Let’s first consider the revenue effect. Two SIC farms with 1,000 acres each have identical costs of $3/bu with yields of 200 bu/ac. Farm A averages a market value of $5/bu, Farm B averages $4.90/bu. Farm A has a $0.10/bu or $2/ac profit advantage over Farm B. Farm A’s TP is $2,000 more than Farm B. This is the primary reason why Farm 2, even with the lowest yields of the four most profitable teams, outperformed the other three farms; it had the most revenue. The yield effect is also very powerful. If corn price was constant at $5/bu, two farms with identical $3/bu costs would have a profit of $2/bu. In this scenario, Farm A produced 100 bu/ac and Farm B mustered 200 bu/ac, resulting in Farm A with $200/ac profit and Farm B with $400/ac profit. If both farms had the same number of acres, B would accrue twice as much TP as A. But, if Farm B had a cost of $4/bu, both farms would have the same TP. This is a simple concept, but not an insignificant point, and supports the idea that profit maximization trumps cost minimization, alone.
In Table 1, listed in order of profitability, are Farms 2, 7, 5, and 13. Farm 7’s higher yield and lower $/bu costs were enough to outweigh the impact of Farm 5’s higher market price. As shown, Farm 2 outperforms Farm 7 in profitability, due to its positive revenue effect created by its higher market price, despite lower yield. Farm 13 had the greatest overall yield of any farm in the contest. This farm had two factors that held it back, however: high $/bu cost and lower market price. If Farm 13 would have had Farm 7’s $/bu costs, its profit would have increased by $38.94/ac. With this savings, Farm 13 would have made $115,959.60 more TP. Had Farm 13 secured a market price equal to Farm 2, then 13’s revenue would have increased to $1,598.95/ac, an added $150.88/ac, making that farm the most profitable. If you consider the effect of cost reduction by $150.88/ac for Farm 13, the market price of $5.69/bu would tie it with Farm 2, $5.45/bu to tie with 2nd place Farm 7, and $5.42/bu to tie with 3rd ranked Farm 5. An increase in market price of $0.24/bu could have tied Farm 7 for first place. Realistically, any one of these four teams could have won with some small adjustments in cost, marketing, and productivity.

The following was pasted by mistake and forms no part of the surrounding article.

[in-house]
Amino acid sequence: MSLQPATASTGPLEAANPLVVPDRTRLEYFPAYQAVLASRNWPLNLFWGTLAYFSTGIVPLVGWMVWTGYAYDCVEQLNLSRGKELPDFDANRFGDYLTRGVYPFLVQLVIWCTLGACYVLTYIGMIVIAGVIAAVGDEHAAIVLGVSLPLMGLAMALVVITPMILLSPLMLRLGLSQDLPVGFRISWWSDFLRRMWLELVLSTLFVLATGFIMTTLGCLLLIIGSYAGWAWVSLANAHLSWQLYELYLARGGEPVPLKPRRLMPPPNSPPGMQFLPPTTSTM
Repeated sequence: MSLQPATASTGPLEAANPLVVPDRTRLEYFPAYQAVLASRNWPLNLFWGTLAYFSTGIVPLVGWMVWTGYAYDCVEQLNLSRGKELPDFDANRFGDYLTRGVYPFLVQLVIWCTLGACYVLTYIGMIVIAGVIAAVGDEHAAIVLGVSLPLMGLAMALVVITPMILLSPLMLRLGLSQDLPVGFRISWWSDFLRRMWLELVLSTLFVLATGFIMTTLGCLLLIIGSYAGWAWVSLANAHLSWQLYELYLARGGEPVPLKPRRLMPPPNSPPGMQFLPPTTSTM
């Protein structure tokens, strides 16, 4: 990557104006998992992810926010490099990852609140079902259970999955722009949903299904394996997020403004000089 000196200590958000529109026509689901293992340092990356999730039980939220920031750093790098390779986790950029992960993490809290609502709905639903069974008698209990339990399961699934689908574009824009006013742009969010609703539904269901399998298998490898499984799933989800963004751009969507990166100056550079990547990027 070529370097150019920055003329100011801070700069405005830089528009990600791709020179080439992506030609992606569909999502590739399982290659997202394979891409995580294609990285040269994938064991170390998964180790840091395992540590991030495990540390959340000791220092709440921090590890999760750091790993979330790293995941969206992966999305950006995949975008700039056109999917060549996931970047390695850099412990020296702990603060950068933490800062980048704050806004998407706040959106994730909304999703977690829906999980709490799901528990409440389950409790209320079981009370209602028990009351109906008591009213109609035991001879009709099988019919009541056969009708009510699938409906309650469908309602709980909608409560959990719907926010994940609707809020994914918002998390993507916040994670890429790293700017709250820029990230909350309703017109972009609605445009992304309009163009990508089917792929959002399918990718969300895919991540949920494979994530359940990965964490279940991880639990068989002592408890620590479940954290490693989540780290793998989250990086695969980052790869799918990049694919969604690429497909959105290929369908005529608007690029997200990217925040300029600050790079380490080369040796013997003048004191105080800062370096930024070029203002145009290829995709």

This brief analysis has some very powerful implications. First, yields must be plentiful, but not necessarily the highest to win the profit game. Secondly, yields must be cost-effectively produced, as illustrated by the difference in costs between Farms 7 and 13. In this case, the difference was easily seen in fertilizer and water use and resulted in Farm 13 having costly high production reducing overall profit. Third, while yield increases revenue, so does higher market price(s). This is seen in both Farms 2 and 7, where both were more profitable than higher yielding farms. Farm 2, of the four ranked farms, had lowest yield, highest market price, and the second lowest $/bu costs. TAPS profitability winners are observed as effectively using inputs to create above average yields that result in low cost per unit production and a high degree of efficiency, while they marketed production at an above average price. In a single word, this describes the winners as balanced.